In the Jewish world, after every senseless pogrom, and particularly after the Holocaust in WW2, this painful question was asked and never was any convincing answer ever found. Yet believing Jews continued to hold onto their faith in God - not only in His existence, but in his omniscience, omnipotence and perfect goodness. Perhaps the only explanation for that is our felt psychological and social need for God. Belief in God can have (though it does not always or necessarily have) a beneficial effect on the human psyche, on human behavior, on social cohesion, and so forth.

My personal position is that this issue of theism versus atheism cannot be resolved by science or philosophy, by observation or logic. This does not imply that agnosticism is the right course. The reason is that what we choose to believe or to not believe has an impact on one's thoughts and actions. There is no escape from this consequence of belief. The fence-sitting of agnosticism cannot escape the practical issues. Choices must be made in thought and action.

Again personally, like many others, I advocate that belief in God is not a matter of empirical and logical certainty, but requires Faith. It is, as we say now, faith-based. I think such belief in God is good for me and can be good for others. It is not always good - some religious beliefs, tenets, behavior patterns, are certainly horrible; some stupid and useless; and so forth. But many are good and do good. What is the standard of value here? Life. What is beneficial for one's physical and spiritual life, and the life of others too, is good; what is somewhat bad is proportionately bad.

Returning to the above atheistic argument. A fact that I find more impressive is how minuscule we are in relation to the immense universe we are in. We humans are tiny in space and in time in comparison to the planet Earth that we inhabit. But our planet is tiny in our solar system, and our solar system is a mere speck of dust in our galaxy, and our galaxy is a mere speck of dust in our universe. And maybe moreover, our known universe is a mere speck of dust in a larger multiverse of which we have no evidence but which we consider quite possible.

Where is God in this immensity, I ask myself? Of what possible interest can our tiny fates be to Him if He exists as the creator of and therefore greater than all that immensity? The answer I give myself is the following. The apparent immensity and tininess are PHYSICAL aspects of existence. The physical is the realm of science as we know it today. But our life experience has a mental, more precisely SPIRITUAL, aspect which is also undeniable, yet not taken into account by current physical scientists.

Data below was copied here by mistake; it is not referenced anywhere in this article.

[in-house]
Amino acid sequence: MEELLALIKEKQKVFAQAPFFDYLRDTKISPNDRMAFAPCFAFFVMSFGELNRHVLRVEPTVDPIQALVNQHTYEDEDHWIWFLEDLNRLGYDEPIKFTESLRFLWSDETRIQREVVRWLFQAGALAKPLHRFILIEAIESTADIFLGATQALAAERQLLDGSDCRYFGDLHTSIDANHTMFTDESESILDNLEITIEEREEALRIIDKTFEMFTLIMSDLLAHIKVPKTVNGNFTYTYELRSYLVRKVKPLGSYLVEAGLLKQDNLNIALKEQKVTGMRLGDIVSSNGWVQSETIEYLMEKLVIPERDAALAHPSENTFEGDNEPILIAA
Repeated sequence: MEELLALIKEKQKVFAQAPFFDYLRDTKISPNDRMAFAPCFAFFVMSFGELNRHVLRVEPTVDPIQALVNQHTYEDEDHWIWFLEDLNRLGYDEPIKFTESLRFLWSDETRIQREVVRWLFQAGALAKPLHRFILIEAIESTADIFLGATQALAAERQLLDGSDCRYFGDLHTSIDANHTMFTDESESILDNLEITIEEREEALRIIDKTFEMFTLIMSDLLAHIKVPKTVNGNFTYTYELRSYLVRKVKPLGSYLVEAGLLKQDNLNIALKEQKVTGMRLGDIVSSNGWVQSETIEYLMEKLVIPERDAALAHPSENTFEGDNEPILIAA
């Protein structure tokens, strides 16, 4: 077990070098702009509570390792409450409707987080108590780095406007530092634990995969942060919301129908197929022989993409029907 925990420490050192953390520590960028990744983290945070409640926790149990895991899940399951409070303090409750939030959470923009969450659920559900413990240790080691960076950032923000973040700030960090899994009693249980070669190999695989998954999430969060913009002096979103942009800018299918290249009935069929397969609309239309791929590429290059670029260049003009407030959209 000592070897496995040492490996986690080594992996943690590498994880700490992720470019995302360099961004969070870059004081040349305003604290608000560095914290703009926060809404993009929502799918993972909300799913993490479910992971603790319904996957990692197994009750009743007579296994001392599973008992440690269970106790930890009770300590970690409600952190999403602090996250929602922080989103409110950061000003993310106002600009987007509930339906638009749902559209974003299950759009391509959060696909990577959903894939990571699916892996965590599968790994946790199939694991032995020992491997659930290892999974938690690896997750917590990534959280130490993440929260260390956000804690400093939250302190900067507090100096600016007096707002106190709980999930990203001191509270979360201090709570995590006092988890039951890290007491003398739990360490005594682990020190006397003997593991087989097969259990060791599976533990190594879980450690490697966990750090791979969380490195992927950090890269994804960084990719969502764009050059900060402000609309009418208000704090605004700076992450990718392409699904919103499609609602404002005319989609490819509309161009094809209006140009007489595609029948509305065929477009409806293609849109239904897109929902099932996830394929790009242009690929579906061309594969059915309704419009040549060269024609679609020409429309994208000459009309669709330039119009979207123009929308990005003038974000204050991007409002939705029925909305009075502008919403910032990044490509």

We have consciousness, volition, values - we have souls. It is as souls that we have these powers which are inexplicable by any physics or chemistry formula. The physical cannot explain or erase the spiritual. The spiritual must be taken into consideration at its full significance - and this the scientific community has on the whole failed to do until now. Within this larger perspective, we and our fates may indeed be unimportant in the space-time physical domain - but in the spiritual domain we may collectively be very important indeed.

Returning to God and the argument above - our physical existences may well seem filled with meaningless suffering; but our tragedies could well be the mere backdrop of much higher, grander and very beautiful spiritual events. The latter must be taken into account when judging the former. This is hypothetical, to be sure - it requires faith. But one thing this hypothesis does, which the opposite hypothesis you have quoted does not, is to at least take into account the spiritual dimension of humankind, and indeed all life on Earth, and not exclusively focus on the physical dimension.

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Re: A proof of Atheism?

Hi Avi,

Thanks for sharing your perspective. Your third paragraph struck a particular chord with me because I really need to get off the fence and take a stand one way or the other; I've been wrestling with the issue for some time - no doubt it's been exacerbated by the covid pandemic - too much time with my own thoughts!

I do find many of the classical arguments for God quite compelling, particularly the Aristotelian "unmoved mover" argument and similar ones from Aquinas. What's impressive about these types of argument is that they start from very basis premises which no-one can reasonably doubt, such as the fact of change, potentiality and the existence of certain causal series, and from those modest metaphysical assumptions then deduce the traditional attributes of God such as perfect goodness, omniscience, omnipotence, etc. They can't tell you which of the organized religions have the truth, but it's at least a start.

The fact of evil, though, is the sticking point. But you're right; logical arguments can help but in the end it's a matter of faith.